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Check back for winter recipes and join me for the next Yogapuncture for Winter if you want to learn more about connecting to the seasons. Our lunch today was inspired by this complete nourishing winter bowl, I added some green curry it was warm and delicious devoid of deprivation of any kind.


What is the Seasonal Self Care Class?

I have been refining this collection of information for over 10 years, it began as my thesis on Chinese Medicine and the seasons and then one day at the beach the idea to incorporate yoga with the seasons and meridians hit me. It seems everyone I talk to about the concepts of Chinese Medicine asks where can I read a book about all of this. I’ve never found one that I felt was a simple introduction to the concepts of acupuncture that a lay person could understand and use in their daily life.

It is my intention for this ongoing class to be a way to learn and understand these concepts not only intellectually but also as an experience that can be applied to your daily life.

The ancient doctors’ job of their community was keeping people healthy; if someone got sick they had to pay their patient because they had not done their job correctly. This system was born out of prevention, to sustain a healthy life to the age of 100. It is also a system based on observation because of this it is easy to find contradictions because teachers may have made conflicting observations and passed those on to their students. They honored all ways of practicing as each way served a purpose or had a value even if a different or better way was later discovered. Sometimes these are simply cultural. For example, in China they prefer thicker gauged needles and they manipulate the needles until a strong sensation is felt, in Japan thin gauged needles are barely inserted into the skin, Korean acupuncture uses a hand system, some acupuncturists prefer to only use a method of acupuncture in the ear. The most fascinating part is that all of these systems work and it is also why acupuncture can be so hard to do clinical controlled studies on because they may think they are doing sham acupuncture when they may just be using an unknown system.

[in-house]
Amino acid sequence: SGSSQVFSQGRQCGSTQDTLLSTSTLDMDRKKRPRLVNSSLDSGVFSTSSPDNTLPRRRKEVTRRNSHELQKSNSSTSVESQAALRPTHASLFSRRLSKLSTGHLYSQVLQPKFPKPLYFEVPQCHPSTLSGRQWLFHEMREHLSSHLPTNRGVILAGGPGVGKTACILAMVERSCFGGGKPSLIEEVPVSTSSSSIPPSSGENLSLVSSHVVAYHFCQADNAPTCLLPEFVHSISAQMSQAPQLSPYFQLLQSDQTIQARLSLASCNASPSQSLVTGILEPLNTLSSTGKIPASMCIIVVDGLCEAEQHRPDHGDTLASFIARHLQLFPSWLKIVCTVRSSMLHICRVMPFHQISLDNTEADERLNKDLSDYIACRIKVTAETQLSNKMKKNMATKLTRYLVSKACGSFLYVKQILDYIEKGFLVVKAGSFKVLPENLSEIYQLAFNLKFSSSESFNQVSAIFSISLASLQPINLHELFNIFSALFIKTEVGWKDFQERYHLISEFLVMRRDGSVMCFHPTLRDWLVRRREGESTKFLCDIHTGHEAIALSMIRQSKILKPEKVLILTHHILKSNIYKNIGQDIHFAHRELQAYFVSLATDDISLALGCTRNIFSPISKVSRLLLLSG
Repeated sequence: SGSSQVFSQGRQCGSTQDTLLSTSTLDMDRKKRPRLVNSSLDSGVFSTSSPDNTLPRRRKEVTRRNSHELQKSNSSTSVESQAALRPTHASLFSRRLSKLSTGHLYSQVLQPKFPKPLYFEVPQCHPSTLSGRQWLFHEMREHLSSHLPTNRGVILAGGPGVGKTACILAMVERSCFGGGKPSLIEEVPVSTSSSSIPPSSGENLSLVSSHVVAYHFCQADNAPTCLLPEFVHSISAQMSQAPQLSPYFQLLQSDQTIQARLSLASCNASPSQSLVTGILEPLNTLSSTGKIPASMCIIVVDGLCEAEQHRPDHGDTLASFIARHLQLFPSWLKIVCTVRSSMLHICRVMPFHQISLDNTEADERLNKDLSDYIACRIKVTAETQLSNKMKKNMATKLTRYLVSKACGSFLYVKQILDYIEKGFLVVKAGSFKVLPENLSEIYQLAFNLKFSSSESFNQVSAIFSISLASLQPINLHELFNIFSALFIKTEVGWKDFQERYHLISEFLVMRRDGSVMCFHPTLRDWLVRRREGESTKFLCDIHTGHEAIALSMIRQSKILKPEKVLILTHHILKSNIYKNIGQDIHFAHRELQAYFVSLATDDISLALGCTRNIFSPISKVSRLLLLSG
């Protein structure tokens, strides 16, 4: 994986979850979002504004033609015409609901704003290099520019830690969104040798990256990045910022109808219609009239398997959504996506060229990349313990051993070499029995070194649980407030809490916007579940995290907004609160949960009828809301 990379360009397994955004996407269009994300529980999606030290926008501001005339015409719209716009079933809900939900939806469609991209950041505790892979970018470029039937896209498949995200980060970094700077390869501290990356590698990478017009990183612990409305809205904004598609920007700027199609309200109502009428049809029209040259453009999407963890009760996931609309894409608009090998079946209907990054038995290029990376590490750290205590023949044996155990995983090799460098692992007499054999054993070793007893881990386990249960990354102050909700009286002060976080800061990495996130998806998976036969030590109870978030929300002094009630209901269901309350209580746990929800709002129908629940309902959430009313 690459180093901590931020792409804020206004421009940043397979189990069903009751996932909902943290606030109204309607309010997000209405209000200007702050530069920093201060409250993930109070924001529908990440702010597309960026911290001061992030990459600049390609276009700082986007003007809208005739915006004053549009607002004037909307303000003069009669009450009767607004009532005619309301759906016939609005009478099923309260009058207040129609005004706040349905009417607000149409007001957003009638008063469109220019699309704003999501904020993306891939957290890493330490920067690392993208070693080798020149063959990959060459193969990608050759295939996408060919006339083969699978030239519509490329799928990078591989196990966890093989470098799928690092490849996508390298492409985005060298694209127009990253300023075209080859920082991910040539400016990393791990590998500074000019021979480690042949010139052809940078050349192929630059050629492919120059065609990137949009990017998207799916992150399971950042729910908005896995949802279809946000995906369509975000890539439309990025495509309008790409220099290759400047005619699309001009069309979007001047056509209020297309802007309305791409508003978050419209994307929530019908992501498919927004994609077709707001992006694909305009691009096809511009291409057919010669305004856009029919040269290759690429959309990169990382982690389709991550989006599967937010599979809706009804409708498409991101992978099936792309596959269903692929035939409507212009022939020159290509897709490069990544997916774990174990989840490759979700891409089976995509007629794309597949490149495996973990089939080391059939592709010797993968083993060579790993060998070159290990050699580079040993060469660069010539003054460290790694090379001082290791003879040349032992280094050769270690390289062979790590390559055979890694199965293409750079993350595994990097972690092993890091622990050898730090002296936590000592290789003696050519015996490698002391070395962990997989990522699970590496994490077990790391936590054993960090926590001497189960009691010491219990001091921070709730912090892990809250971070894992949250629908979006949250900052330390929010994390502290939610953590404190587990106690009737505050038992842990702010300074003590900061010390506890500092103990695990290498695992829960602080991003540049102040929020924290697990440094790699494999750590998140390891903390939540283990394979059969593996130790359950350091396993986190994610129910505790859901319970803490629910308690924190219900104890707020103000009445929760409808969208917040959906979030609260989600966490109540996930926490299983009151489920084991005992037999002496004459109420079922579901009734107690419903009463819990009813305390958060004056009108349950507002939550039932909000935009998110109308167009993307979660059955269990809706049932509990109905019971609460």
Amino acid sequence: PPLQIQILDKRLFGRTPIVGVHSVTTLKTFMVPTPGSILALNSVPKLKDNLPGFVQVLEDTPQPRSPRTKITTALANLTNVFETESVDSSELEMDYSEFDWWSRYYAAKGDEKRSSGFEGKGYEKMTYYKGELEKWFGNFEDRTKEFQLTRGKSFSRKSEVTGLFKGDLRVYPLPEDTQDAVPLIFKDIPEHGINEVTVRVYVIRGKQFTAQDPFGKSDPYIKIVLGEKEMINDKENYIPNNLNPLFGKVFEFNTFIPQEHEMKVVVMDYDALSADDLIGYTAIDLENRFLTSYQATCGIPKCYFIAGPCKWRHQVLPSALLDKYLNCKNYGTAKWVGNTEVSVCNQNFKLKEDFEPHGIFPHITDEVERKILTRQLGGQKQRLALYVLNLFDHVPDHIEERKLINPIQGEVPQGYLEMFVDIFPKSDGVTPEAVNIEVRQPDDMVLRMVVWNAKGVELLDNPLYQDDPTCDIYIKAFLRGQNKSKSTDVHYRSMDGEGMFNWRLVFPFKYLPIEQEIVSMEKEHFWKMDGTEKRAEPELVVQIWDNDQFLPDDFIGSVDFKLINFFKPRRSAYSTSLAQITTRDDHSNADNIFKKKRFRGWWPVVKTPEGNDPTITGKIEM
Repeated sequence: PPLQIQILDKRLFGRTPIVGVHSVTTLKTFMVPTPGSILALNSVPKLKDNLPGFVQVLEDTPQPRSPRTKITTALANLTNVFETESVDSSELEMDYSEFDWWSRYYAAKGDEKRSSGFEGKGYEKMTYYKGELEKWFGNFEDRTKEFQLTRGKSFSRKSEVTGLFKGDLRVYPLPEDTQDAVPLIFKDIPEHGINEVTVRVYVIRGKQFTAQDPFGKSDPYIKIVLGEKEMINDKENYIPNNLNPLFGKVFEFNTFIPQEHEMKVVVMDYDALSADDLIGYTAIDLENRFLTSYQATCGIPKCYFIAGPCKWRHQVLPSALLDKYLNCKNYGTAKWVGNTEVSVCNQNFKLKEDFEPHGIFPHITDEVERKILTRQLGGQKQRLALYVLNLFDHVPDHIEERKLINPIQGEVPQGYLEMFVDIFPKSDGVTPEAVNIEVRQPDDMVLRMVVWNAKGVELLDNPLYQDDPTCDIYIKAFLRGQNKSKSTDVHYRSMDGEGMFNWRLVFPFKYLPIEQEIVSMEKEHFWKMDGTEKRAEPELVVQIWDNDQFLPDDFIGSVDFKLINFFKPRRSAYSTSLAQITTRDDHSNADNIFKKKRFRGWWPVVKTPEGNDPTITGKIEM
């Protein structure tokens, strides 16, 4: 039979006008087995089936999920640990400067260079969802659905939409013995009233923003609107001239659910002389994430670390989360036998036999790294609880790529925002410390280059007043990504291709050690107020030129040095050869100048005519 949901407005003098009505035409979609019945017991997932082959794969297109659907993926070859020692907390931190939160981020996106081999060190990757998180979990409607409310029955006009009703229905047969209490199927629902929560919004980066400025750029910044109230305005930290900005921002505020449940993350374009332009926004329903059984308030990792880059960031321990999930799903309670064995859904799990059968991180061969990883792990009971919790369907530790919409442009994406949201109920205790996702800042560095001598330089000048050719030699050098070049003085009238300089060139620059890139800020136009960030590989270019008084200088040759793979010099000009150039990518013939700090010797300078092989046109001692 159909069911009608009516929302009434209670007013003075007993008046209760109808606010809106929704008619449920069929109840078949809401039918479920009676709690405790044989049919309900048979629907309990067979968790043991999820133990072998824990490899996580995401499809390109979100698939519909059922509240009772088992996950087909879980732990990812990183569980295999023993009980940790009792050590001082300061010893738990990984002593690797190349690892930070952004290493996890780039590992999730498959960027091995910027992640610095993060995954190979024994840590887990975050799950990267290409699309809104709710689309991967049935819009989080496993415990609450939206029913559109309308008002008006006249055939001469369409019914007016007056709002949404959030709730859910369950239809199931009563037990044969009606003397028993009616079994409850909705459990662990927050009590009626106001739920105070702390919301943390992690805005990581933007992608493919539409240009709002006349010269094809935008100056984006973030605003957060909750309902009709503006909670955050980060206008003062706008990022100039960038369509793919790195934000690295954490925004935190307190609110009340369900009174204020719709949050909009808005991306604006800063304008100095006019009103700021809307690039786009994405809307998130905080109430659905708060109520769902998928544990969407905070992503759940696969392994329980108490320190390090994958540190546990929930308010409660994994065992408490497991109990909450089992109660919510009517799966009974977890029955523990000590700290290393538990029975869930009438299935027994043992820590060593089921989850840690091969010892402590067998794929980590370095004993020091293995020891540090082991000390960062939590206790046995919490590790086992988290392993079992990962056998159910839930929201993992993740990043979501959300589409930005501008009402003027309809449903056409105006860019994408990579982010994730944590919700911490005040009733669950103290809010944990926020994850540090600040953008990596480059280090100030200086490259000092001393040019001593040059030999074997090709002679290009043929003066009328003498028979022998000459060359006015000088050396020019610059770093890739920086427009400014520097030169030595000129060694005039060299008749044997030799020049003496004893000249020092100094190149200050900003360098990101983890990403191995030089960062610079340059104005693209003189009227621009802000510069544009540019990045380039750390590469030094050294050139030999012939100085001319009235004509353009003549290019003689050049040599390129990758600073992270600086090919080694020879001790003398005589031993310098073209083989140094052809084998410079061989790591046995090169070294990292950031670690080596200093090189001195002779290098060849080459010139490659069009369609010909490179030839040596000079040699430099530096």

With that being said the idea and concepts discussed should never be taken at face value. They are simply points to consider. It’s up to you to be your own advocate in your body and find what makes you feel most whole. Not all ideas will work at all times and each season will be different just like we have mild winters and long winters. Some days are rainy or sunny or foggy. Taking on small bits of information and making small changes over time can add up to a lifestyle of wellness.

In school whether its grade school, high school, college etc. we study the body by systems. When do we put all of these systems back together to understand how the body functions as a whole?

Do we understand what a whole, healthy body feels like?

The body has the amazing capacity not only to maintain homeostasis but to remain in the present moment. What most people might not understand is how choices impact this. For example, the body’s¬†ph¬†is 7.34 and no matter what we do it will strive to stay here as long as we are alive. For example, if you drink a coke which is very acidic (somewhere around a 2) the body will compensate to keep homeostasis by leaching calcium out of the bones. One coke might not change the body, however, overtime all of that compensation could lead to many problems from muscle cramping to osteoporosis.